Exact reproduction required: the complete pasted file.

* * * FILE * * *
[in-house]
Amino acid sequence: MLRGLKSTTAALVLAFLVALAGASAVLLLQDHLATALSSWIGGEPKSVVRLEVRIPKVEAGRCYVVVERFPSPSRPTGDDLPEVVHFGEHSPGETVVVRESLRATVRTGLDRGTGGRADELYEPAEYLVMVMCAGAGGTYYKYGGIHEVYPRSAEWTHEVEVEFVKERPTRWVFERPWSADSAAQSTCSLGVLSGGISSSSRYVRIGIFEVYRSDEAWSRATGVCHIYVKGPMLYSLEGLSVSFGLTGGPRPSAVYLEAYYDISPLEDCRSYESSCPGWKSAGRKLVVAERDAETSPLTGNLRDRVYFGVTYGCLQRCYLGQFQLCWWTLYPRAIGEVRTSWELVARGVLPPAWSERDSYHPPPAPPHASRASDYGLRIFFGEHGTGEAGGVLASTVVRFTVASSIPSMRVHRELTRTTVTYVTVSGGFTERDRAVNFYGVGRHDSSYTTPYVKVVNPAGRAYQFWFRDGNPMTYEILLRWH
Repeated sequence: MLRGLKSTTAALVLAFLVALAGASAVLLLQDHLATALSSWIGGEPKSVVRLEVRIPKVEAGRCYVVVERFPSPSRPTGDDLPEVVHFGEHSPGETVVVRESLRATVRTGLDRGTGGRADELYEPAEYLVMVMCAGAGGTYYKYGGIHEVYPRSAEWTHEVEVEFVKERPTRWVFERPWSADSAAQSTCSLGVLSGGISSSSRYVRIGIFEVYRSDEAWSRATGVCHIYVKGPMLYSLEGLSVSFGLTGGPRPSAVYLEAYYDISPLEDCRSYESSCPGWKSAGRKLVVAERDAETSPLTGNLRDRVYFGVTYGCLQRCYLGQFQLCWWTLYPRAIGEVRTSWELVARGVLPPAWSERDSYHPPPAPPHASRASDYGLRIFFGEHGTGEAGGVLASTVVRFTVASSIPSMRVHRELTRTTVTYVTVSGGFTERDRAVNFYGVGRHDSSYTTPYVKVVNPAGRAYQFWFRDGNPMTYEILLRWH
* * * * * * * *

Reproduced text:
[in-house]
Amino acid sequence: MLRGLKSTTAALVLAFLVALAGASAVLLLQDHLATALSSWIGGEPKSVVRLEVRIPKVEAGRCYVVVERFPSPSRPTGDDLPEVVHFGEHSPGETVVVRESLRATVRTGLDRGTGGRADELYEPAEYLVMVMCAGAGGTYYKYGGIHEVYPRSAEWTHEVEVEFVKERPTRWVFERPWSADSAAQSTCSLGVLSGGISSSSRYVRIGIFEVYRSDEAWSRATGVCHIYVKGPMLYSLEGLSVSFGLTGGPRPSAVYLEAYYDISPLEDCRSYESSCPGWKSAGRKLVVAERDAETSPLTGNLRDRVYFGVTYGCLQRCYLGQFQLCWWTLYPRAIGEVRTSWELVARGVLPPAWSERDSYHPPPAPPHASRASDYGLRIFFGEHGTGEAGGVLASTVVRFTVASSIPSMRVHRELTRTTVTYVTVSGGFTERDRAVNFYGVGRHDSSYTTPYVKVVNPAGRAYQFWFRDGNPMTYEILLRWH
Repeated sequence: MLRGLKSTTAALVLAFLVALAGASAVLLLQDHLATALSSWIGGEPKSVVRLEVRIPKVEAGRCYVVVERFPSPSRPTGDDLPEVVHFGEHSPGETVVVRESLRATVRTGLDRGTGGRADELYEPAEYLVMVMCAGAGGTYYKYGGIHEVYPRSAEWTHEVEVEFVKERPTRWVFERPWSADSAAQSTCSLGVLSGGISSSSRYVRIGIFEVYRSDEAWSRATGVCHIYVKGPMLYSLEGLSVSFGLTGGPRPSAVYLEAYYDISPLEDCRSYESSCPGWKSAGRKLVVAERDAETSPLTGNLRDRVYFGVTYGCLQRCYLGQFQLCWWTLYPRAIGEVRTSWELVARGVLPPAWSERDSYHPPPAPPHASRASDYGLRIFFGEHGTGEAGGVLASTVVRFTVASSIPSMRVHRELTRTTVTYVTVSGGFTERDRAVNFYGVGRHDSSYTTPYVKVVNPAGRAYQFWFRDGNPMTYEILLRWH